New Federal Debt Collection Rule on Eviction Takes Effect on May 3, 2021
A new Consumer Financial Protection (“CFPB”) Interim Final Rule increases information for tenants about COVID-related protection from eviction, and clarifies that consumers have federal remedies against debt collectors involved in the eviction that fail to provide or misrepresent that information.
The interim final rule prohibits debt collectors from filing an eviction for non-payment of rent without providing information about the eviction moratorium issued by the Centers for Disease Control and Prevention (“CDC”) in response to the COVID-19 pandemic. The disclosure must be provided on the same day as an eviction notice, or on the day of the filing of the eviction action. The disclosure requirement only applies for eviction for non-payment of rent. This rule will remain in effect at least through June 30, 2021. The rule also prohibits misrepresentations about consumers’ eligibility for protection under such moratorium.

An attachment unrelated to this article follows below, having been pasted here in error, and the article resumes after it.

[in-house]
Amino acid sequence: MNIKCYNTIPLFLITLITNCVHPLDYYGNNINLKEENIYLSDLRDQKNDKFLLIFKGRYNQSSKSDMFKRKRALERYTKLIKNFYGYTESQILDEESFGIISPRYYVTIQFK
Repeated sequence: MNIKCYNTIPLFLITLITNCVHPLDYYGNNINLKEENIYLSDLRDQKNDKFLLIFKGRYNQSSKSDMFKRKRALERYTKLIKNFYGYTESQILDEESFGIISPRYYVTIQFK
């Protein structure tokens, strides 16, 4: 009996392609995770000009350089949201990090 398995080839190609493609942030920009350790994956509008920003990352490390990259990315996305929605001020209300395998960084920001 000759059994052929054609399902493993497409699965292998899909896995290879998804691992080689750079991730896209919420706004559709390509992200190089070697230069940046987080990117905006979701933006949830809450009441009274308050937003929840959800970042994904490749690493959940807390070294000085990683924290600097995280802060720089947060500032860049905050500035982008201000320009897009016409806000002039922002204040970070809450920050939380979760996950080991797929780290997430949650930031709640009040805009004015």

The rule applies to “debt collectors” as that term is defined in the Fair Debt Collection Practices Act (“FDCPA”). Under the FDCPA definition, a debt collector is any person or business that regularly collect debts owed to another. This includes attorneys who regularly collect debts for landlords. The rule does not apply to the landlord itself or the landlord’s employees.
Failure of the landlord to comply with the rule gives the tenant a right to file a claim against the landlord under the FDCPA. FDCPA remedies include actual damages and statutory damages of up to $1,000. Plaintiffs are also entitled to have the landlord pay their attorney fees and costs in a successful action.